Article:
I'm a lucky man.
I've got a terrific wife, Helen, the love of my life. We've been blessed with three wonderful children who've grown up and are making their way in the world... and at some point are going to make me a gra... a gra... oh, you know what I mean. Saying that word is a wee bit difficult.
I get to work in a field I love. I'm an historian, but not an academic. I never thought I'd have the qualities to teach. Helen has that talent; she teaches law to undergrads at the University of Edinburgh. Instead I go out into the field, and I write. Some of it means freelance assignments, and some is directed for books I'm working on. I'm writing what I hope will be the authoritative history of my home town.
Now I'm down in the Lake District for a few weeks. I'm on assignment for National Geographic. They want an article on the area, its history and people. You know the sort of thing. How tourism is a boost for the area, the culture, the land. I'm writing, of course, interviewing people, visiting archives, gathering information. I'm working with a photographer I'm friends with. Gabriel Miller's an Irish-American, does the whole travelling gypsy thing as well as I do. He's twenty or so years younger then I am, but a pro, and damned good with a camera. And he's like the little brother I never had, so of course we tease each other relentlessly.
He's finally found someone. He's talked about her, a woman named Chloe. She seems to suit him. He misses being with her. He's worried about her, I can see it. And with good reason. Her mother is dying, and he wishes he could be back home with her to see her through it.
Now we're stuck indoors. The biggest storm in decades has settled in over the British Isles. The lightning and the thunder are flashing and rolling, the wind is howling. It's raining cats and dogs out there, and we really can't get out and do anything. Not unless we want to catch our deaths with a cold.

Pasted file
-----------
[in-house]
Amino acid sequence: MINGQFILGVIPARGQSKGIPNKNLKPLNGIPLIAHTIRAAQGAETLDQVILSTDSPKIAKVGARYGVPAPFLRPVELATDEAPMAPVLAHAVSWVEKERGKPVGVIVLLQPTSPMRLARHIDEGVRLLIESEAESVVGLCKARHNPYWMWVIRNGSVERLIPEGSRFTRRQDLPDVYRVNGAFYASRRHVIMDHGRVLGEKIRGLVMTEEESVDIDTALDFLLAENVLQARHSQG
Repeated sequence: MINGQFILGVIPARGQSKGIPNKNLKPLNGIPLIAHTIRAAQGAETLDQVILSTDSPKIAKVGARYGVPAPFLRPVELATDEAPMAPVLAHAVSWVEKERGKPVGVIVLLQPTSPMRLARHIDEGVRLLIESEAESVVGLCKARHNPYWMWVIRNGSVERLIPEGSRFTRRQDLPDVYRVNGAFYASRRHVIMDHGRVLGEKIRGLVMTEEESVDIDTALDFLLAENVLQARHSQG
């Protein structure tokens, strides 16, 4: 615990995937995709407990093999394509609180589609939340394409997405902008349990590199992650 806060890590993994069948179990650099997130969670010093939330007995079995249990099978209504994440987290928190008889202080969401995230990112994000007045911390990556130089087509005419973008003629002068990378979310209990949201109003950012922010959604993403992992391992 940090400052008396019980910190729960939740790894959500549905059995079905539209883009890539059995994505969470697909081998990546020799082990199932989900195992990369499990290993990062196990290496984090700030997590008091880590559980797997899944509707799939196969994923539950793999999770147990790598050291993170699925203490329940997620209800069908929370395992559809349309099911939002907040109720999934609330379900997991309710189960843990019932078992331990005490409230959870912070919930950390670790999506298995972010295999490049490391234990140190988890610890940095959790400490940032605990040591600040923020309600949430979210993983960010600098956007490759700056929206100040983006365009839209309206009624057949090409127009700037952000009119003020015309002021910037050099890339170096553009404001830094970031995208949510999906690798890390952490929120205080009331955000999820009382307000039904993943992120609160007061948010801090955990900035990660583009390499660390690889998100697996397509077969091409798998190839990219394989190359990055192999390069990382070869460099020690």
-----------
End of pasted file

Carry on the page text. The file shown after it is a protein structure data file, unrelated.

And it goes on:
The phone lines are down, and the same's the case with cell phones. Hell, for that matter, we can't get wireless coverage for our computers. He keeps staring out the window, wishing he could talk to her. I know the feeling. I miss hearing Helen's voice, but she knows what the weather's like right now. Edinburgh's getting this downpour too, after all.
From what he's said, Chloe's had it rough in life. She finds it hard to trust men. And he's wanting nothing more then to reassure her he's fine, to hear her talking back. He'd rest easier if he knew she knew how bad the weather is out here. It's not that likely. From what he says, American media only pays attention to storms overseas if the death toll goes into the triple figures or if there's an American involved.
For now, we're stuck. Reading books at this nice bed and breakfast, playing chess (which I know Gabriel would never do unless he was bored already), and wondering when the weather will clear. Here we are in one of the best hiking areas in the world... and we're indoors.
Okay, Mother Nature. I know England's got a reputation for foul weather at the best of times, but enough already!